link Fields with complex names (brackets, dots)

When you have a name attribute like user[name], make sure to put the name in quotes. More details in the General Guidelines.

link Too much recursion

Another common problem occurs with this code:

submitHandler: function(form) {
// some other code
// maybe disabling submit button
// then:

This results in a too-much-recursion error: $(form).submit() triggers another round of validation, resulting in another call to submitHandler, and voila, recursion. Replace that with form.submit(), which triggers the native submit event instead and not the validation.

So the correct code looks slightly different:

submitHandler: function(form) {

link Demos

link The Marketo sign-up form

link The Marketo sign-up form, step 2

Based on an old version of the sign-up form. The custom validation was once replaced with this plugin. Thanks to Glen Lipka for contributing it!

Notable features of the demo:

  • Customized message display: No messages displayed for the required method, only for typing-errors (like wrong email format); A summary is displayed at the top ("You missed 12 fields. They have been highlighted below.")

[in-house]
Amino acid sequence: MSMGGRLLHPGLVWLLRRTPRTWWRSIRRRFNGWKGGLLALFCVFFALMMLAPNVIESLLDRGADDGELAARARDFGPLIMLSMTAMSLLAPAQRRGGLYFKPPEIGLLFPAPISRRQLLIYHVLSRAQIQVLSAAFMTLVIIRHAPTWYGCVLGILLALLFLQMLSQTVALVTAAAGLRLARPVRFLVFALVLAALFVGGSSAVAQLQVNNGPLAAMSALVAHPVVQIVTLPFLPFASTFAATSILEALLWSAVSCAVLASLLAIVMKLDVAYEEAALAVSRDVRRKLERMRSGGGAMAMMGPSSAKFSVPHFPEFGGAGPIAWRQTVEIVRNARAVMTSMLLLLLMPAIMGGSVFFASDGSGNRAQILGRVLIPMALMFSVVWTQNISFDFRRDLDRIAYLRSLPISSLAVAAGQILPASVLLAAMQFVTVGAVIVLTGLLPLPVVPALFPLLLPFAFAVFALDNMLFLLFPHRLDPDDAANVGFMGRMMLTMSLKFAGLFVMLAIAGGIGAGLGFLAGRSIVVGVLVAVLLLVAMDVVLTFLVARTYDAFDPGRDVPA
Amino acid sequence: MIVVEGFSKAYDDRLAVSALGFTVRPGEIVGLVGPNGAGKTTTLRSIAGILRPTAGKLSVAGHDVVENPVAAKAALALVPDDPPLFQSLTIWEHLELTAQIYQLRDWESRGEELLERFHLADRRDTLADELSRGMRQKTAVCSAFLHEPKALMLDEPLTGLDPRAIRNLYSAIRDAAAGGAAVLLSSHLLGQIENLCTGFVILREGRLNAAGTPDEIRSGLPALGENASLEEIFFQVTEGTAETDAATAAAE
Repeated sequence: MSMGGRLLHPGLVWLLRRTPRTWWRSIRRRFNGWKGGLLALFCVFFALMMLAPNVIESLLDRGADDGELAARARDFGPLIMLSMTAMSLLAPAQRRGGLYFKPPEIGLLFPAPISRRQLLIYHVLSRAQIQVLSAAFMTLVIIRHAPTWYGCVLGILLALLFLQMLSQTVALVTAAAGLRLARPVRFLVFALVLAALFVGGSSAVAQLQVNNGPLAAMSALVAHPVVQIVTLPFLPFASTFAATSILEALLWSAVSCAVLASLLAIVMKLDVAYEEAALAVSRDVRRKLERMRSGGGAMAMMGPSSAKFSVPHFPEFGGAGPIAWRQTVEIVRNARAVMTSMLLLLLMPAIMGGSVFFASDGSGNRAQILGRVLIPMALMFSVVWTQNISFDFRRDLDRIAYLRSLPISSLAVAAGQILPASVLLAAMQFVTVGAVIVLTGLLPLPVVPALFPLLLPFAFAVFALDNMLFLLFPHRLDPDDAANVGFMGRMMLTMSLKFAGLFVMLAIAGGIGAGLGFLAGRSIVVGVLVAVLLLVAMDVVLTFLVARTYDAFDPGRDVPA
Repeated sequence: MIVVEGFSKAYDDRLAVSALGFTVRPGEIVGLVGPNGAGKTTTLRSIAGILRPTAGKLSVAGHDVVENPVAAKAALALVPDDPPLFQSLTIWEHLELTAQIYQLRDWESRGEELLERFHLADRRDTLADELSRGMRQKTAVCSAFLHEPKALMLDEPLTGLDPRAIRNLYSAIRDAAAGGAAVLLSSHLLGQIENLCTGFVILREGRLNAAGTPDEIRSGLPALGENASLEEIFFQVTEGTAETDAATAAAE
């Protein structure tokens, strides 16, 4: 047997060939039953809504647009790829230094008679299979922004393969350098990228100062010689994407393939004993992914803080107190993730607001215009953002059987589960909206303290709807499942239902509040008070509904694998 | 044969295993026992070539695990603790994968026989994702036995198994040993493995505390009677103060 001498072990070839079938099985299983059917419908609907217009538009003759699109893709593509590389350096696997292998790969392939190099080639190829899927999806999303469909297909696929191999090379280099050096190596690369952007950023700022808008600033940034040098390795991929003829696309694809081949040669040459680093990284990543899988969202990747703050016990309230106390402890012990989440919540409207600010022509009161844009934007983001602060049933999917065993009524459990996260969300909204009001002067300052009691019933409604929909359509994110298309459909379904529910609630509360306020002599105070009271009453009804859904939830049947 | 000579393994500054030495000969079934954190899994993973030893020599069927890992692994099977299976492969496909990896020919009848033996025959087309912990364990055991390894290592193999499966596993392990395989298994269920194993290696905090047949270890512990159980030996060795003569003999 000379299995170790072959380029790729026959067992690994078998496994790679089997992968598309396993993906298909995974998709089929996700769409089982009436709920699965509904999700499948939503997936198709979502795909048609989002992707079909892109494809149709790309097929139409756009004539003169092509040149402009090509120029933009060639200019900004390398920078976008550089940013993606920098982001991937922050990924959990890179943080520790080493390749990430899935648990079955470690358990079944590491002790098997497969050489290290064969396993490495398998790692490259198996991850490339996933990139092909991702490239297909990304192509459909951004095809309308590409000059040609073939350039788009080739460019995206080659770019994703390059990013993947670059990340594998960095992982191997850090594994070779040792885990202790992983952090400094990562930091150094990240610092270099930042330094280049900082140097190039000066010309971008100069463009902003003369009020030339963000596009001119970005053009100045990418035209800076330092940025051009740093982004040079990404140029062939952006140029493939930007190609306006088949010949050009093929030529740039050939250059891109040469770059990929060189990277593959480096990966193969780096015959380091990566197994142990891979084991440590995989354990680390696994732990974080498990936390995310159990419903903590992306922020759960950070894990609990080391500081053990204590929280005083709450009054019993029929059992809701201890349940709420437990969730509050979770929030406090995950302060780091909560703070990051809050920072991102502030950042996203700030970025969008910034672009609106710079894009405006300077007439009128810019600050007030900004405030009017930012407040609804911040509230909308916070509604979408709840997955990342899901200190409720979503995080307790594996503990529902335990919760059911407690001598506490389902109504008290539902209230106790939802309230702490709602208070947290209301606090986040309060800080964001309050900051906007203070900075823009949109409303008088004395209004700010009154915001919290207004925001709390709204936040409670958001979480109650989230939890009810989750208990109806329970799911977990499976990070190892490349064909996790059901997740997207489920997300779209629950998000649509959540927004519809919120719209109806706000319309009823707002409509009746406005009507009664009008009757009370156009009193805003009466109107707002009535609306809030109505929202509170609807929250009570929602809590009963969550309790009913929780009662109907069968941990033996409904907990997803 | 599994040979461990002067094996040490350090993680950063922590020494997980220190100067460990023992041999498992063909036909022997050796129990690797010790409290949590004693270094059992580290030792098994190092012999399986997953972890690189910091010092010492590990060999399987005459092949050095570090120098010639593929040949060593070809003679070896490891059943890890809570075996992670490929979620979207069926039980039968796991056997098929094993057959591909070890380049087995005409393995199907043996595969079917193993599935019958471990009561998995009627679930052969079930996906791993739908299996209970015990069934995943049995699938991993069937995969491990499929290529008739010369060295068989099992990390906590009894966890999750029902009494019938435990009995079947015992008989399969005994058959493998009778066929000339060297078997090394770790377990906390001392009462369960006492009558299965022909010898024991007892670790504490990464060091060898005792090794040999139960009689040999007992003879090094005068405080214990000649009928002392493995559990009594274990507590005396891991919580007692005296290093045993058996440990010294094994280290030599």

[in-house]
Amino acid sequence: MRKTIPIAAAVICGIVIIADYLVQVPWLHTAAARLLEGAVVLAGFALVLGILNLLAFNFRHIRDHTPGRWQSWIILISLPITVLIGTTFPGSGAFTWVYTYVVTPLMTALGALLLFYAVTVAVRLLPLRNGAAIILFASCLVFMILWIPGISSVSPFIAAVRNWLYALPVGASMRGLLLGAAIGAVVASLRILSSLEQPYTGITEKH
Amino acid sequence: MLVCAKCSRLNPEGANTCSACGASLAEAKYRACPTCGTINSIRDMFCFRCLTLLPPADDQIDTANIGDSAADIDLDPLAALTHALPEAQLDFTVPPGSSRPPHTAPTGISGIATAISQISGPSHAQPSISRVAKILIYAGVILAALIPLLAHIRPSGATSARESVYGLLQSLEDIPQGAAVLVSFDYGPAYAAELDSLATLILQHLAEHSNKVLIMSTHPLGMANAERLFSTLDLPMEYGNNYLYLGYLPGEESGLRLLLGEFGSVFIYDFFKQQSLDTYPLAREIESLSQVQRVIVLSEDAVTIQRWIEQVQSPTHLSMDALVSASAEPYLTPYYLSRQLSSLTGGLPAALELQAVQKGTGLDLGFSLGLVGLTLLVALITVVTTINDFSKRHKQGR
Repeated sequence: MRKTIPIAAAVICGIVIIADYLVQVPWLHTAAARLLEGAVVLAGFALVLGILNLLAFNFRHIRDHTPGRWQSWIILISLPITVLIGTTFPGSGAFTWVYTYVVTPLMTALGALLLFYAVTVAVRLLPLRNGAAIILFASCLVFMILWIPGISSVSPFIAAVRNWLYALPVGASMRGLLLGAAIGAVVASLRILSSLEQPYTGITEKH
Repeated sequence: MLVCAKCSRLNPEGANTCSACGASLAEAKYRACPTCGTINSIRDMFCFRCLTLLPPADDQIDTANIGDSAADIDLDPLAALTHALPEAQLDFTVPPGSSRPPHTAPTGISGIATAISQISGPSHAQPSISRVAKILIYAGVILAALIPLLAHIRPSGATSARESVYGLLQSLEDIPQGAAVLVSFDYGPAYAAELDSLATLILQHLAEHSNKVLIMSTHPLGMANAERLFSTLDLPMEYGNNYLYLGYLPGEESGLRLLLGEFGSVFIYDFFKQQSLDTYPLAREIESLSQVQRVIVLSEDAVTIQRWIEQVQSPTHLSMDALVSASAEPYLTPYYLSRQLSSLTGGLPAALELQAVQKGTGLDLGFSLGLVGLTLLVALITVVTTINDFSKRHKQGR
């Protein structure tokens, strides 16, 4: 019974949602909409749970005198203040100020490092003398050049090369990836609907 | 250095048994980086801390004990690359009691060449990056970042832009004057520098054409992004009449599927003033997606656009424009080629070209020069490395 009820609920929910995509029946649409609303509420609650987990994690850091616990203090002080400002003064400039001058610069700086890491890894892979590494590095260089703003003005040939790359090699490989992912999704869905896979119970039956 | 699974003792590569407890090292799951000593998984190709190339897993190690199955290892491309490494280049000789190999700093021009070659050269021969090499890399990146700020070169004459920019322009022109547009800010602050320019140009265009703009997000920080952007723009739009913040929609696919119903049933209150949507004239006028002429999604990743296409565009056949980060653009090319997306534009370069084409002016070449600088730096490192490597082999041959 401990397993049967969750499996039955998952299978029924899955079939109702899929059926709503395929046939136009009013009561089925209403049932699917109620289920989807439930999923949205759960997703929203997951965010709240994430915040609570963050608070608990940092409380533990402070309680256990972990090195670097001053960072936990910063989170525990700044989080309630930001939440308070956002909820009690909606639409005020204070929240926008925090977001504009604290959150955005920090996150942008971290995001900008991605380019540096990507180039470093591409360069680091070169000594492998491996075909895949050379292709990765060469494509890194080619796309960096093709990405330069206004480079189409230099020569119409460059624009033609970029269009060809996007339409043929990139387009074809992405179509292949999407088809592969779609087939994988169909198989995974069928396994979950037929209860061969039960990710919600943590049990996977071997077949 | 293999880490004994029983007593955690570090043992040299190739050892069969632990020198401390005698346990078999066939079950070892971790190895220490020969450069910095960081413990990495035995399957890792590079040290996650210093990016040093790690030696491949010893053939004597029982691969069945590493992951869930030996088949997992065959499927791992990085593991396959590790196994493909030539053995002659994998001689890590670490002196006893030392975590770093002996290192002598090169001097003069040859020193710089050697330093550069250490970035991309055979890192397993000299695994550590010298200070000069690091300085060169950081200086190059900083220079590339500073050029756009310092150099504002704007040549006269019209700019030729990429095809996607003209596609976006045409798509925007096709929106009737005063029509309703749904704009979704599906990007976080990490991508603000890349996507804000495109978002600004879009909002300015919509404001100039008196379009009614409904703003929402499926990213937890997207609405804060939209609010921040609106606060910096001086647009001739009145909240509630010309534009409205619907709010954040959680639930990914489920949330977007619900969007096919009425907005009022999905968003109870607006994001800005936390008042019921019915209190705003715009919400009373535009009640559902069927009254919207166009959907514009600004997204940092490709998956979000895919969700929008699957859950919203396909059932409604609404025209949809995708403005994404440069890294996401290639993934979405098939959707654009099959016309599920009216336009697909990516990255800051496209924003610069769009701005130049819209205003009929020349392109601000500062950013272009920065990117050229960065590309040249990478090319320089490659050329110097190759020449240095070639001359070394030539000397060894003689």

• Remote validation of email field. Try to enter eg. [email protected]
  • Integration with masked-input plugin, see Zip and Phone fields and Credit Card Number on step 2
  • A custom method for making the billing address on step 2 optional when "Same as Company Address" is checked
  • A custom method for checking the password: Checks that the password contains at least one number and one character and that it is at least 6 characters long. If the user blurs the field with an invalid value, the input is emptied and gets focus again.

link The Remember The Milk sign-up form

The sign-up form from (based on an older version). The custom validation was replaced using this plugin. Thanks to RTM for contributing!

Notable features of the demo:

  • Custom message display, based on the original table layout, using success option to display a checkmark for valid fields
  • Remote validation of username, to check if it is already taken (try "Peter", "asdf" or "George")

link A multipart "buy&sell a house" form

Contributed by Michael Evangelista, showing a multipart form for buying and selling houses.

Notable features of the demo:

  • Multipart, implemented using the jQuery UI accordion and a custom method to check if an element is on the current page when validated
  • Integration with masked-input plugin, see Phone and Zip fields

link Using remote validation to help with captchas

Features remote validation for helping the user to fill out captchas.

Notable features of the demo:

  • Remote validation to check if the user entered the correct captcha, without forcing him to submit the form first